And then, when I called the pharmacy, I was told all they needed was a few CCs of saline, so I’ll have to call back tomorrow morning and make sure that’s on hand, or I’ll have to go over and pick up some at the pharmacy. I don’t think they dispense it in that quantity, to be honest. Wonder what I’ll do with the rest of it?
Blazer managed to get off his rope for the second time in as many days, and I had to verbally drag him out of the neighbor’s yard. The fool hound has managed to remove two rabies tags and a license, all on S-hooks, without damaging his collar, plus working himself out of a regular clip and a carabineer clip.
Houdini never had it so good.
So – The Squire and I spent several days completely emptying the TV and guest rooms, removing the book cases that separated them, and generally disrupting our lives.
The fellow who is supposed to do the construction work came down and caulked all the windows. We had one good rainstorm, and the porch roof didn’t leak but the TV room window did, so he came back and redid that one. When the water was coming in around the window, The Squire tried mopping it up with a rag. I took a long piece of button twist, thumb-tacked one end in the middle of the puddle, and ran the thread into the trashcan. The water simply followed the path of least resistance, and dribbled into the plastic bucket. You would have thought I’d just invented the wheel, or something.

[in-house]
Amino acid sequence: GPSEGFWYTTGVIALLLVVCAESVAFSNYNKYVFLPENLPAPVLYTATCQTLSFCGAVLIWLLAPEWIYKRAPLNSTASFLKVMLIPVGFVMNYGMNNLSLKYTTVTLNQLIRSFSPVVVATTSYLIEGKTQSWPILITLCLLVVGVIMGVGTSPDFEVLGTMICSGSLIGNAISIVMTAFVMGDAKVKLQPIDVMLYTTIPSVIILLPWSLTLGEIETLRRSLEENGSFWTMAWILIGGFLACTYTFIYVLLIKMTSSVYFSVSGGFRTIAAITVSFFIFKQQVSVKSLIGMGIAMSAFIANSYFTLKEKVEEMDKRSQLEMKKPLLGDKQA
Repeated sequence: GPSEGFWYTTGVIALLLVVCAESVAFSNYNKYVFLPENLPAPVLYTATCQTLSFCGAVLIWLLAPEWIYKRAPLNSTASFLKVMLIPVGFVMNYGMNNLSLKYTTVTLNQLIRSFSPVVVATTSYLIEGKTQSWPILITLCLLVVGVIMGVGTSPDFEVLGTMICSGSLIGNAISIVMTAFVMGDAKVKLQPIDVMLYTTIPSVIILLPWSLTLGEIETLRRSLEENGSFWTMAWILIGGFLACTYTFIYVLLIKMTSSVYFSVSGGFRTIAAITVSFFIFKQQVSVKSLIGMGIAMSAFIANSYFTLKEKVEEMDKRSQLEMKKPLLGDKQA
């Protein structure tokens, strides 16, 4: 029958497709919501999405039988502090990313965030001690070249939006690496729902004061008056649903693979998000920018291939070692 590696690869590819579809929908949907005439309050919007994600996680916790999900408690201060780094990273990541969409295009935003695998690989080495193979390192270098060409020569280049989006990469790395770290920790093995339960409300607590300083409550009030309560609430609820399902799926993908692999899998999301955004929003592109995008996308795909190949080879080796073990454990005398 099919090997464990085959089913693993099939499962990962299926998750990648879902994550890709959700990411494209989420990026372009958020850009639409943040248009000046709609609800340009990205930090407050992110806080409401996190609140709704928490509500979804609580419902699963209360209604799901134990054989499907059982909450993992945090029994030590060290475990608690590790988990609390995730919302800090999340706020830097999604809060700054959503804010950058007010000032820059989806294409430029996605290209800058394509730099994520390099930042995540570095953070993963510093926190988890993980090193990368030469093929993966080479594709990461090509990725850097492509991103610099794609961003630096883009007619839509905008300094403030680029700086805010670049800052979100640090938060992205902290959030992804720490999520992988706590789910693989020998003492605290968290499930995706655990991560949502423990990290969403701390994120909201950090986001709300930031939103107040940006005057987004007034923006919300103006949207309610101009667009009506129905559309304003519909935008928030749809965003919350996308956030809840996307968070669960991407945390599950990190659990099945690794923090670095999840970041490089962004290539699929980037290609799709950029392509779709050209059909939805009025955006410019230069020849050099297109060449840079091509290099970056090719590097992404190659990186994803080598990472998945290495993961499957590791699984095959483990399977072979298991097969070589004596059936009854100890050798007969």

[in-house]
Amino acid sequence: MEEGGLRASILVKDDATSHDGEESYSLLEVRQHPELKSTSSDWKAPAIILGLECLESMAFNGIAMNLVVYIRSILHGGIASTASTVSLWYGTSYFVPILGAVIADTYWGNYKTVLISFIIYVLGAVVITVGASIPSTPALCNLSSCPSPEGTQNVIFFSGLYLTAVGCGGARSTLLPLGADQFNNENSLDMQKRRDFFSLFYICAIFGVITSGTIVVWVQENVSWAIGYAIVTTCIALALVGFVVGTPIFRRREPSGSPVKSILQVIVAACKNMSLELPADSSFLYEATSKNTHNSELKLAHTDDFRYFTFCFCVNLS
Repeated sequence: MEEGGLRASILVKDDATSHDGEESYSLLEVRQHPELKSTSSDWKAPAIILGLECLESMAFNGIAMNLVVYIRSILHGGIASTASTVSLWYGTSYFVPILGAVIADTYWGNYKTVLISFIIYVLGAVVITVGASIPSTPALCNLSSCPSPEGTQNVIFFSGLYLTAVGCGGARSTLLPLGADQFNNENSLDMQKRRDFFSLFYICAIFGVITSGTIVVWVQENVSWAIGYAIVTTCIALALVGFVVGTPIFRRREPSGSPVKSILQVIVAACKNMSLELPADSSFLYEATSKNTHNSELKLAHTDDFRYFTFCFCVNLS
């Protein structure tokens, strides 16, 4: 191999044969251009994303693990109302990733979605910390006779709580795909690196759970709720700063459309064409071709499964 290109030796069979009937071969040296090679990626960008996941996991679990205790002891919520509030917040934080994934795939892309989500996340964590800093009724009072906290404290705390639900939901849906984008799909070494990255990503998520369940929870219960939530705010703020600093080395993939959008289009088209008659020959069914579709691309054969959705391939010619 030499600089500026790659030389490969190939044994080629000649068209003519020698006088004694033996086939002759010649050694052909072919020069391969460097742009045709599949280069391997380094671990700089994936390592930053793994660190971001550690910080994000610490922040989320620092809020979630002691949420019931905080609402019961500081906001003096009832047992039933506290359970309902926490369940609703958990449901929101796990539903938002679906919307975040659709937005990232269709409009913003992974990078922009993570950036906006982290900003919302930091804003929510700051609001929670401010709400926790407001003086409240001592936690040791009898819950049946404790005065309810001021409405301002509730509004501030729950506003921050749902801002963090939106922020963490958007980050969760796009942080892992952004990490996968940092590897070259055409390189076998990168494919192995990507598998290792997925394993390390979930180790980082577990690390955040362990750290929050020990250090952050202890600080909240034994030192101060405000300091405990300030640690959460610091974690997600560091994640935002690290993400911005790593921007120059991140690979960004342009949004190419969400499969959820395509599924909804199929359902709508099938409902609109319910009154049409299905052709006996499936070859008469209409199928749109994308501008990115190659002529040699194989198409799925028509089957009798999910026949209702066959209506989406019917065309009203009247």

Today, the man who will be in charge of tearing out both exterior walls came down to take a look at the job. He hesitated a bit about leaving the old ceiling in place in the TV room until The Squire took him into the attic and showed him what would come raining down when he removed the tiles. “Gotcha, boss. You are exactly correct.” You just have to explain things very clearly to some people.
And then he dropped the little bombshell that nothing else could be done until we have another hard rain, the make sure the outside is properly sealed before we start working on the inside. That makes perfect sense, but we could have left some of that stuff in there until we were ready to roll.
Great. There’s no rain in the forecast until the 20th.
Maybe I can get my sewing machine back into the room and the ironing board set back up. Speaking of rolling, the contractors will remove the old rug, but they are not sure what they will find under there, and it is entirely possible we have mold to contend with.